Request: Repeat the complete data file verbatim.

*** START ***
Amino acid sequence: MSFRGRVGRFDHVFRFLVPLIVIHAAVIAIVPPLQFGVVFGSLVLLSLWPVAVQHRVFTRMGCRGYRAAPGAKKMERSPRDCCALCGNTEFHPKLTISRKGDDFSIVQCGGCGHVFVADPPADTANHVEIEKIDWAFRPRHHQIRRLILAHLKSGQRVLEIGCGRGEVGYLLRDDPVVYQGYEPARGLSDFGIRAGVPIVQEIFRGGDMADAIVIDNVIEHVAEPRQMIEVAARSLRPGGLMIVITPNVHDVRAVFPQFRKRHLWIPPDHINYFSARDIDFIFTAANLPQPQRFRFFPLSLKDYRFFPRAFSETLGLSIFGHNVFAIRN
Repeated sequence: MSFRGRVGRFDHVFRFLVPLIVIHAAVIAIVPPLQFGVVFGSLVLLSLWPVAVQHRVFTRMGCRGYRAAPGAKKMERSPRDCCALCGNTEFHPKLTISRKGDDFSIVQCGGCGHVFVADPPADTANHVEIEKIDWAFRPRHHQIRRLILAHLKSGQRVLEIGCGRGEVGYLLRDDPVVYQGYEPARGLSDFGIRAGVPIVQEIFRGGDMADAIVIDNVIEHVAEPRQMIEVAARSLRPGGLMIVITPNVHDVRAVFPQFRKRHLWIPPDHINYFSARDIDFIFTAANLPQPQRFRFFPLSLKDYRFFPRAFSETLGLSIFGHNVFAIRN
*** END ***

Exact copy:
Amino acid sequence: MSFRGRVGRFDHVFRFLVPLIVIHAAVIAIVPPLQFGVVFGSLVLLSLWPVAVQHRVFTRMGCRGYRAAPGAKKMERSPRDCCALCGNTEFHPKLTISRKGDDFSIVQCGGCGHVFVADPPADTANHVEIEKIDWAFRPRHHQIRRLILAHLKSGQRVLEIGCGRGEVGYLLRDDPVVYQGYEPARGLSDFGIRAGVPIVQEIFRGGDMADAIVIDNVIEHVAEPRQMIEVAARSLRPGGLMIVITPNVHDVRAVFPQFRKRHLWIPPDHINYFSARDIDFIFTAANLPQPQRFRFFPLSLKDYRFFPRAFSETLGLSIFGHNVFAIRN
Repeated sequence: MSFRGRVGRFDHVFRFLVPLIVIHAAVIAIVPPLQFGVVFGSLVLLSLWPVAVQHRVFTRMGCRGYRAAPGAKKMERSPRDCCALCGNTEFHPKLTISRKGDDFSIVQCGGCGHVFVADPPADTANHVEIEKIDWAFRPRHHQIRRLILAHLKSGQRVLEIGCGRGEVGYLLRDDPVVYQGYEPARGLSDFGIRAGVPIVQEIFRGGDMADAIVIDNVIEHVAEPRQMIEVAARSLRPGGLMIVITPNVHDVRAVFPQFRKRHLWIPPDHINYFSARDIDFIFTAANLPQPQRFRFFPLSLKDYRFFPRAFSETLGLSIFGHNVFAIRN